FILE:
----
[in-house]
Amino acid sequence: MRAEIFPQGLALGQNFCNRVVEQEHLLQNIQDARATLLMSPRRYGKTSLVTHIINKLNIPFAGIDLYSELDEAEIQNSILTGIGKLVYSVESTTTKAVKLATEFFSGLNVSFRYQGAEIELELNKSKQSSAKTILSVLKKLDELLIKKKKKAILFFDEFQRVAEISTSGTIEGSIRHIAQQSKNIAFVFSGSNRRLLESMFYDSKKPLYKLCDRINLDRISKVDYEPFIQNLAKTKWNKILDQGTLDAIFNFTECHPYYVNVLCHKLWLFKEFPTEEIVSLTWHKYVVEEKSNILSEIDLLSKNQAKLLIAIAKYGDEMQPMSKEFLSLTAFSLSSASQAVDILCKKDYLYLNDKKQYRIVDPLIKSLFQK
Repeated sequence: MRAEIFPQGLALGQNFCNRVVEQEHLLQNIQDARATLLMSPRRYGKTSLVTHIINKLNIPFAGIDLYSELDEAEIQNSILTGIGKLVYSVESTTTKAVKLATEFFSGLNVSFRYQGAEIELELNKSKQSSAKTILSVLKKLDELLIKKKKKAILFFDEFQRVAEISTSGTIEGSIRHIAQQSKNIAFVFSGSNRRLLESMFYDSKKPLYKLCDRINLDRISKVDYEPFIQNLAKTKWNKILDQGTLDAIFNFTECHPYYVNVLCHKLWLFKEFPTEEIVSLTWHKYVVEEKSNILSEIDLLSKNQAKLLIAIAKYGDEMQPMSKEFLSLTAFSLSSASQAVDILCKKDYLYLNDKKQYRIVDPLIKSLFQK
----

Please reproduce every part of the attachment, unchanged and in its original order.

[in-house]
Amino acid sequence: MRAEIFPQGLALGQNFCNRVVEQEHLLQNIQDARATLLMSPRRYGKTSLVTHIINKLNIPFAGIDLYSELDEAEIQNSILTGIGKLVYSVESTTTKAVKLATEFFSGLNVSFRYQGAEIELELNKSKQSSAKTILSVLKKLDELLIKKKKKAILFFDEFQRVAEISTSGTIEGSIRHIAQQSKNIAFVFSGSNRRLLESMFYDSKKPLYKLCDRINLDRISKVDYEPFIQNLAKTKWNKILDQGTLDAIFNFTECHPYYVNVLCHKLWLFKEFPTEEIVSLTWHKYVVEEKSNILSEIDLLSKNQAKLLIAIAKYGDEMQPMSKEFLSLTAFSLSSASQAVDILCKKDYLYLNDKKQYRIVDPLIKSLFQK
Repeated sequence: MRAEIFPQGLALGQNFCNRVVEQEHLLQNIQDARATLLMSPRRYGKTSLVTHIINKLNIPFAGIDLYSELDEAEIQNSILTGIGKLVYSVESTTTKAVKLATEFFSGLNVSFRYQGAEIELELNKSKQSSAKTILSVLKKLDELLIKKKKKAILFFDEFQRVAEISTSGTIEGSIRHIAQQSKNIAFVFSGSNRRLLESMFYDSKKPLYKLCDRINLDRISKVDYEPFIQNLAKTKWNKILDQGTLDAIFNFTECHPYYVNVLCHKLWLFKEFPTEEIVSLTWHKYVVEEKSNILSEIDLLSKNQAKLLIAIAKYGDEMQPMSKEFLSLTAFSLSSASQAVDILCKKDYLYLNDKKQYRIVDPLIKSLFQK